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CX500, CX650, Honda CB350 twin cafe, Honda CM400E raked chopper, Kawasaki 454LTD chopper
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Discussion Starter · #1 · (Edited)
New here, but not to building Honda’s. This will be my third and fourth build of Honda bikes. Barn finds I got from New York State. 1978 Custom and 1979. The 78 plans are to be a board tracker/chopper, while the 79 a radical custom bobber. Stock parts and accessories will be offered up in the sale section. Look forward to showing and learning on the board!
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'84 CX650E that is evolving into a GL500
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Welcome to the forum and welcome to the world of antique vehicle ownership (they own us, not the other way around). Your bike is about 4 decades old and may or may not have had all of the maintenance necessary to keep it safe & reliable so it is highly recommended to download the Factory Shop Manual for your model (available through the CX Wiki - link in my signature) and go through all of the service procedures, regardless of whether your bike has reached the specified mileage.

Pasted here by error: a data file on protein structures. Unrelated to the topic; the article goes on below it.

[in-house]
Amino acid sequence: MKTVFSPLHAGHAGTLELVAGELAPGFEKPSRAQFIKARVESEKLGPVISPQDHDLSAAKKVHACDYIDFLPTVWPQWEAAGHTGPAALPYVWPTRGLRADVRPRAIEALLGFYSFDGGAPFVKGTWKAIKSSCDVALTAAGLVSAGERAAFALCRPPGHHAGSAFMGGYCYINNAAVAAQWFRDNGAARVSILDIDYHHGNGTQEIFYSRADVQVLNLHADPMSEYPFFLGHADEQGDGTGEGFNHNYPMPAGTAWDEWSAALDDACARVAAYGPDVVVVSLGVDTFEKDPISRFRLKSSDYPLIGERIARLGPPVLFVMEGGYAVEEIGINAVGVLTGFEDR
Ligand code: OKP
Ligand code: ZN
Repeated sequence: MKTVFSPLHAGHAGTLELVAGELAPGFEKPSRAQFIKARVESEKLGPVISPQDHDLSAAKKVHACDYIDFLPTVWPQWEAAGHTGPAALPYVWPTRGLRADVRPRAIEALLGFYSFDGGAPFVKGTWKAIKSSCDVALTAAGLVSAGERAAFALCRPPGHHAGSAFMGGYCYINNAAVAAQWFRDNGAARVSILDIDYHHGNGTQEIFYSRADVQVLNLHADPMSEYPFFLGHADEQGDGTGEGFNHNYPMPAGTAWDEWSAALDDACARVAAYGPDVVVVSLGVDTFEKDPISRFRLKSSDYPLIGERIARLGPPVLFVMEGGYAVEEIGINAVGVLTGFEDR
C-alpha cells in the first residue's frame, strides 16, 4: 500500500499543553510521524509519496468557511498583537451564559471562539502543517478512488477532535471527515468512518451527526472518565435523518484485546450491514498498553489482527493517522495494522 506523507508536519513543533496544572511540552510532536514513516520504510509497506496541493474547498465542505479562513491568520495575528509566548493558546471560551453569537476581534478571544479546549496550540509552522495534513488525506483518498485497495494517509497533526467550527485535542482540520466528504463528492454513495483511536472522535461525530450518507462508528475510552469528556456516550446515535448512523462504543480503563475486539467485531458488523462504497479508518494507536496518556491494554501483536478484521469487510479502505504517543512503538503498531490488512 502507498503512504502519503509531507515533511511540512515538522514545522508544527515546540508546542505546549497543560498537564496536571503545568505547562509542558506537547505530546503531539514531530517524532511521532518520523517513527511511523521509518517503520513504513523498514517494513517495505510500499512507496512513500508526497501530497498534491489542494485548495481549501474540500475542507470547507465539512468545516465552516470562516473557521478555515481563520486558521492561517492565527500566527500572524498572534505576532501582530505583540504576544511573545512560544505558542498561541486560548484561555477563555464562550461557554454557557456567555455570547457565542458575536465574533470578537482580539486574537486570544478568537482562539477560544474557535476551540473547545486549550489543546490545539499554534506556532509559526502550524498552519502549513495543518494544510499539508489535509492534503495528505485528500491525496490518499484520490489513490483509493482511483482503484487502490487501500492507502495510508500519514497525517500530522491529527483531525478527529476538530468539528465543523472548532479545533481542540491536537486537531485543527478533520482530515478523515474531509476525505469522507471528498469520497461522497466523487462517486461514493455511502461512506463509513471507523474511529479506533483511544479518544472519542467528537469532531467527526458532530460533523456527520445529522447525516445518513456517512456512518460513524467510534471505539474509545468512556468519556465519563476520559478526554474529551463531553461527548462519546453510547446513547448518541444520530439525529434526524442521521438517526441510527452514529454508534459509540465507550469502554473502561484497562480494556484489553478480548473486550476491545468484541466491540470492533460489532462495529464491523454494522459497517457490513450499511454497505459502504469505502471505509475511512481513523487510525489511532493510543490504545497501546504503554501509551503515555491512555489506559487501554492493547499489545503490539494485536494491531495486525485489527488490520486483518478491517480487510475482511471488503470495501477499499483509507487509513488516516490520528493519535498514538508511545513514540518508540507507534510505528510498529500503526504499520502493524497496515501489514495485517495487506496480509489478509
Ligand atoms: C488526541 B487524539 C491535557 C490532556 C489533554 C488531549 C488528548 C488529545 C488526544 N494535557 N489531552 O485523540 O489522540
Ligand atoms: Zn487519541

I also recommend looking on all rubber parts with suspicion because rubber does not age gracefully. You probably already know to check the date codes on your tires and replace them if they are over 5 years old no matter how good they look & feel (old rubber simply cannot flow around the irregularities in the asphalt well enough to grip, especially if it is cool or wet) but a surprisingly large number of people don't realize that the original rubber brake lines should be replaced every 2 or 3 fluid changes (= 5 or 6 years) too. I recommend modern stainless braided ones (they last practically forever and double the life of the fluid).
And don't forget things like the rad hoses and the boot between the engine and swingarm (they can crack on the bottom where you don't see it).

The best advice anyone can give you about customizing any vehicle is to get it safe & reliable in more or less original condition and use it for a while before you start making any changes so it can tell you what changes it needs to make it do what you want/need better. That approach almost always results in something you actually want to keep and use but making changes based on style or on what someone else (who may or may not really understand how the changes affect the way it works) has done often results in a piece of expensive yard art that looks nice but you can't stand sitting on for more than a few minutes and might even be dangerous.
 
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